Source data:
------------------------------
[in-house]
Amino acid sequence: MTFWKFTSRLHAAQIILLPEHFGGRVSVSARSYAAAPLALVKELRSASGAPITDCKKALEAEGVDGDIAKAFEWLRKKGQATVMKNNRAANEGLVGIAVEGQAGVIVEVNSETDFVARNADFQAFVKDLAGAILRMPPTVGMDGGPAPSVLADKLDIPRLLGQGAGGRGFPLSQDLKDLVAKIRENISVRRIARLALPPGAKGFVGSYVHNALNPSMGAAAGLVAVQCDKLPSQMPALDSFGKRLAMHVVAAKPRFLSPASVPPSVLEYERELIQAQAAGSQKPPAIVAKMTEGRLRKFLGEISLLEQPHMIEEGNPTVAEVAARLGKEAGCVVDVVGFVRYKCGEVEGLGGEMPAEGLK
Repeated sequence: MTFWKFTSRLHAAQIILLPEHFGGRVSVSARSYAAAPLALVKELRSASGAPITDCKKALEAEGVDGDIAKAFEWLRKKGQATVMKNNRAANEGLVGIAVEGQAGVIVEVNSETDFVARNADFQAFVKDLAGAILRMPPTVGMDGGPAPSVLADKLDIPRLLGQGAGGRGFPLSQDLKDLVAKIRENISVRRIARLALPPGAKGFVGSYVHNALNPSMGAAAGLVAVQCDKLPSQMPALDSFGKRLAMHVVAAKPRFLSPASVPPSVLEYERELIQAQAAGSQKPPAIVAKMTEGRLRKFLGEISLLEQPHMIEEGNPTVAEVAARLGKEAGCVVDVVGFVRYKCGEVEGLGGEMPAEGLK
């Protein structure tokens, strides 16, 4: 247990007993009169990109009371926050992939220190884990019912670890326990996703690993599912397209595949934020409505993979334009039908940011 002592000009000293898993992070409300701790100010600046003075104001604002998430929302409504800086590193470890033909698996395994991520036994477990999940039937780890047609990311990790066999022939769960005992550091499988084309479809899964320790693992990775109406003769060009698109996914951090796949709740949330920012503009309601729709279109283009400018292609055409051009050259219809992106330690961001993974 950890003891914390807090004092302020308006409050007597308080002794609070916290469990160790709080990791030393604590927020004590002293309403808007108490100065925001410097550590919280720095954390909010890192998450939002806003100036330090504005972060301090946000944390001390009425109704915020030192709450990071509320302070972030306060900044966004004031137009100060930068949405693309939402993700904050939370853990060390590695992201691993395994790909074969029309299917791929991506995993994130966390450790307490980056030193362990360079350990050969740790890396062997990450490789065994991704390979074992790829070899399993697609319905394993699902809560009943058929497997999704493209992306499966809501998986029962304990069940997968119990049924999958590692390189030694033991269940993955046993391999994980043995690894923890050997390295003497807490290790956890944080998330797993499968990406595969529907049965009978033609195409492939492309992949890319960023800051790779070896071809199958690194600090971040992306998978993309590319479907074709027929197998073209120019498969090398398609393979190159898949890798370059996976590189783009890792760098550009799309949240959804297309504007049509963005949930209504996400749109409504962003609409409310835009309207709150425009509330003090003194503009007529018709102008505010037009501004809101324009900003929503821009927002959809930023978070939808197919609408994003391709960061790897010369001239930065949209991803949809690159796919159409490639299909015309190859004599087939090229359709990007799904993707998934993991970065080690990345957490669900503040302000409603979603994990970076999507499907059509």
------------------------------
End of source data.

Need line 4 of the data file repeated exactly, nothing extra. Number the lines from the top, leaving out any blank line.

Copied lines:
């Protein structure tokens, strides 16, 4: 247990007993009169990109009371926050992939220190884990019912670890326990996703690993599912397209595949934020409505993979334009039908940011 002592000009000293898993992070409300701790100010600046003075104001604002998430929302409504800086590193470890033909698996395994991520036994477990999940039937780890047609990311990790066999022939769960005992550091499988084309479809899964320790693992990775109406003769060009698109996914951090796949709740949330920012503009309601729709279109283009400018292609055409051009050259219809992106330690961001993974 950890003891914390807090004092302020308006409050007597308080002794609070916290469990160790709080990791030393604590927020004590002293309403808007108490100065925001410097550590919280720095954390909010890192998450939002806003100036330090504005972060301090946000944390001390009425109704915020030192709450990071509320302070972030306060900044966004004031137009100060930068949405693309939402993700904050939370853990060390590695992201691993395994790909074969029309299917791929991506995993994130966390450790307490980056030193362990360079350990050969740790890396062997990450490789065994991704390979074992790829070899399993697609319905394993699902809560009943058929497997999704493209992306499966809501998986029962304990069940997968119990049924999958590692390189030694033991269940993955046993391999994980043995690894923890050997390295003497807490290790956890944080998330797993499968990406595969529907049965009978033609195409492939492309992949890319960023800051790779070896071809199958690194600090971040992306998978993309590319479907074709027929197998073209120019498969090398398609393979190159898949890798370059996976590189783009890792760098550009799309949240959804297309504007049509963005949930209504996400749109409504962003609409409310835009309207709150425009509330003090003194503009007529018709102008505010037009501004809101324009900003929503821009927002959809930023978070939808197919609408994003391709960061790897010369001239930065949209991803949809690159796919159409490639299909015309190859004599087939090229359709990007799904993707998934993991970065080690990345957490669900503040302000409603979603994990970076999507499907059509």